• Common Ownership: Do Managers Really Compete Less?

    Fox, Merritt B.; Patel, Menesh S. (2022)
    This Article addresses an important question in modern antitrust: when large investment funds have holdings across an industry, is competition depressed? The question of the impact of common ownership on competition has gained much attention as the role of institutional shareholding has grown, with the funds of the three largest management companies holding in aggregate approximately 21% of the shares of a typical S&P 500 firm. It is a source of acute disagreement among scholars and policymakers, with some who believe common ownership does depress competition seeking antitrust law reforms that would significantly constrain how investment funds operate. Neglected in this vigorous debate, however, is a careful analysis of how the persons who in the first instance actually make the decisions that determine an industry’s competitiveness—firm managers—would act differently in the presence of common ownership. In essence, even if the common owners were to pressure firms to compete less, how, if at all, would that change the structure of incentives within which these managers work?
  • Public Compensation for Public Enforcement

    Cox, Prentiss; Peterson, Christopher L. (2022)
    Public enforcement actions frequently result in the distribution of money to people affected by violations of market protection laws. This “public compensation” returns billions of dollars to consumers, investors, and others each year. The law of public compensation appears confusing at first impression because of inconsistent use of nomenclature and conceptual confusion. However, courts have developed a discernible set of principles that allow for presumptions and loosened proof standards in awarding this relief. This buried, but clear, doctrine held for decades despite repeated challenges by business defendants. Supreme Court decisions in Liu v. SEC1 in June 2020 and FTC v. AMG Capital Management, LLC2 in April 2021 have unsettled the law. This Article offers two contributions to the development of the law of public compensation. First, we analyze decades of judicial decisions across federal and state public enforcement agencies and identify consensus legal principles for awarding two different forms of public compensation: disgorgement and public restitution. We extend the less-developed doctrine of public restitution by suggesting a proportionality test to provide guidance for more difficult cases. Second, we propose legislation to create uniform statutory authority for public enforcers that would reverse restrictions that have been or may be imposed on public compensation by recent and pending Supreme Court decisions. Both the doctrine and the proposed legislation are grounded in the unique position and authority of public enforcers, including discretion to select between civil penalties and public compensation as monetary remedies, as well as the deterrence rationale of public enforcement. An appendix includes model legislation Congress could adopt to clarify and restore public compensation authority across enforcement agencies.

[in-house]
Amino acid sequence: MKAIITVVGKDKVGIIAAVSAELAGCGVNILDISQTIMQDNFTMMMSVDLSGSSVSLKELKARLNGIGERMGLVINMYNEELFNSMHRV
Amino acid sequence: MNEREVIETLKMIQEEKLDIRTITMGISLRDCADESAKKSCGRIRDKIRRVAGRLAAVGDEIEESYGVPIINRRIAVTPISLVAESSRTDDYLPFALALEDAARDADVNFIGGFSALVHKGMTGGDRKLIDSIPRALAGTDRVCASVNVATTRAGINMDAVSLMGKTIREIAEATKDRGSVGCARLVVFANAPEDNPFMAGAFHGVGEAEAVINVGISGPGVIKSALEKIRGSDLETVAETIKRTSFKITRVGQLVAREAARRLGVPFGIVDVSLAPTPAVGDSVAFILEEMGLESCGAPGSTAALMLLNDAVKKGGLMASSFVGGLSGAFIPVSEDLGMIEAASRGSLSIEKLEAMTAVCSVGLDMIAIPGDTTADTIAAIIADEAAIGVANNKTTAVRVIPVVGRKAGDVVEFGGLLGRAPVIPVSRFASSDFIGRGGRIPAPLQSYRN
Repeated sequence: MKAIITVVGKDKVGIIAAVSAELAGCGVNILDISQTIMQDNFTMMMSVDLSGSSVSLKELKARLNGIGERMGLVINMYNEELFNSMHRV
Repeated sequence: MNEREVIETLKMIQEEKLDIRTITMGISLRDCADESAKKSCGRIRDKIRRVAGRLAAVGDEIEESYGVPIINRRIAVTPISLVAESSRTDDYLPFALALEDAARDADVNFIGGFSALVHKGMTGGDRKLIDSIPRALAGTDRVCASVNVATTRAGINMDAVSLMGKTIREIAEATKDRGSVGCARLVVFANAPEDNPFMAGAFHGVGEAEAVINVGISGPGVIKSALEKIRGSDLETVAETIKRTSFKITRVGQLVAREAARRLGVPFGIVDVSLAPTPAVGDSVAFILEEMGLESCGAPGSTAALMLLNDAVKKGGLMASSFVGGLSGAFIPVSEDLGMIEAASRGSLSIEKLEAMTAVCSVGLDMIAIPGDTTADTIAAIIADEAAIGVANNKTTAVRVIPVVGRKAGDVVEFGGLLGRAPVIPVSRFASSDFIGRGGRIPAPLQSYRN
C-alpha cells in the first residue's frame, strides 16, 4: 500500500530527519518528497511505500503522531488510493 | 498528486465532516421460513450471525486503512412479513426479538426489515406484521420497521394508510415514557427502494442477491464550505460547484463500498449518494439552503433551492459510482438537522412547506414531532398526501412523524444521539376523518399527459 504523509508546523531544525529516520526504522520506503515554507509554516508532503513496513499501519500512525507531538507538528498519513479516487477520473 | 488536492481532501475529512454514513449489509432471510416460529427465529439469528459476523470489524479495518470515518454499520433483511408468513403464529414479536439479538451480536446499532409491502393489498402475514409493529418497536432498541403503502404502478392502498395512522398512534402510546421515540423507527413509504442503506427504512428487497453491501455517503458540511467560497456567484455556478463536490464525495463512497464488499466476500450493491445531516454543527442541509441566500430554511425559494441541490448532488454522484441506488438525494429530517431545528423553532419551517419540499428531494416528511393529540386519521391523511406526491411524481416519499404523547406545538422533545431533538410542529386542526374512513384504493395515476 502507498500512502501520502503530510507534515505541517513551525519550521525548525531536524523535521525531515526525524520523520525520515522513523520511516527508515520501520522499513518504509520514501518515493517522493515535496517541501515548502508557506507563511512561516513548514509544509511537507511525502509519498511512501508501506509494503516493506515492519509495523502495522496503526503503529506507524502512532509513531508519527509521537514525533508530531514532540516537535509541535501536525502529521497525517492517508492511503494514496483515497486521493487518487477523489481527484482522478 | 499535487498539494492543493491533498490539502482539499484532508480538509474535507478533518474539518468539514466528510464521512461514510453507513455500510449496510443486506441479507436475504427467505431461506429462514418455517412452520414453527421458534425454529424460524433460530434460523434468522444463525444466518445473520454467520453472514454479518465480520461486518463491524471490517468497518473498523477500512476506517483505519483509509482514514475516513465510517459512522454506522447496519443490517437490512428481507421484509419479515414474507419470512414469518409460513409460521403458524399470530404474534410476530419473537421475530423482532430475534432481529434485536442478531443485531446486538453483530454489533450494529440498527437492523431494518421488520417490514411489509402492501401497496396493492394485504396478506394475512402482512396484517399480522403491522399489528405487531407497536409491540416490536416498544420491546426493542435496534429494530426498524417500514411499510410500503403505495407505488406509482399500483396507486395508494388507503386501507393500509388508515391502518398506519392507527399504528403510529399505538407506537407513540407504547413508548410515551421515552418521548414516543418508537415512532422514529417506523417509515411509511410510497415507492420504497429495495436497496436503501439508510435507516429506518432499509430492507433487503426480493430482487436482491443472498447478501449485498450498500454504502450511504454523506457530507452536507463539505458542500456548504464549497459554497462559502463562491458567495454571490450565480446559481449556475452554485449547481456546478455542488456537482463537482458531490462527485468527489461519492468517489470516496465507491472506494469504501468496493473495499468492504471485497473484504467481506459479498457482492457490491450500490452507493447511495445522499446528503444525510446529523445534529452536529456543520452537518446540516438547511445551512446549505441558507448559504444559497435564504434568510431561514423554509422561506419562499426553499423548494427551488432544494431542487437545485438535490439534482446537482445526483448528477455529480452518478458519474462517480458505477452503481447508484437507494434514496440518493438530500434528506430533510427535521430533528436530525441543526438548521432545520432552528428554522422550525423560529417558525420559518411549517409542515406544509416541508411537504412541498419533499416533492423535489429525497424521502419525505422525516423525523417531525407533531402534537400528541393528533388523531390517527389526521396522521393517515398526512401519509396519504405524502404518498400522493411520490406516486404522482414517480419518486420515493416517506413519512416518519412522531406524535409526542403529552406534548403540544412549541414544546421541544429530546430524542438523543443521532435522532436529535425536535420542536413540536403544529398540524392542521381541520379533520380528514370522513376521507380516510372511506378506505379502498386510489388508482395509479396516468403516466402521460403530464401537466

• Bankruptcy Process for Sale

    Ayotte, Kenneth; Ellias, Jared A. (2022)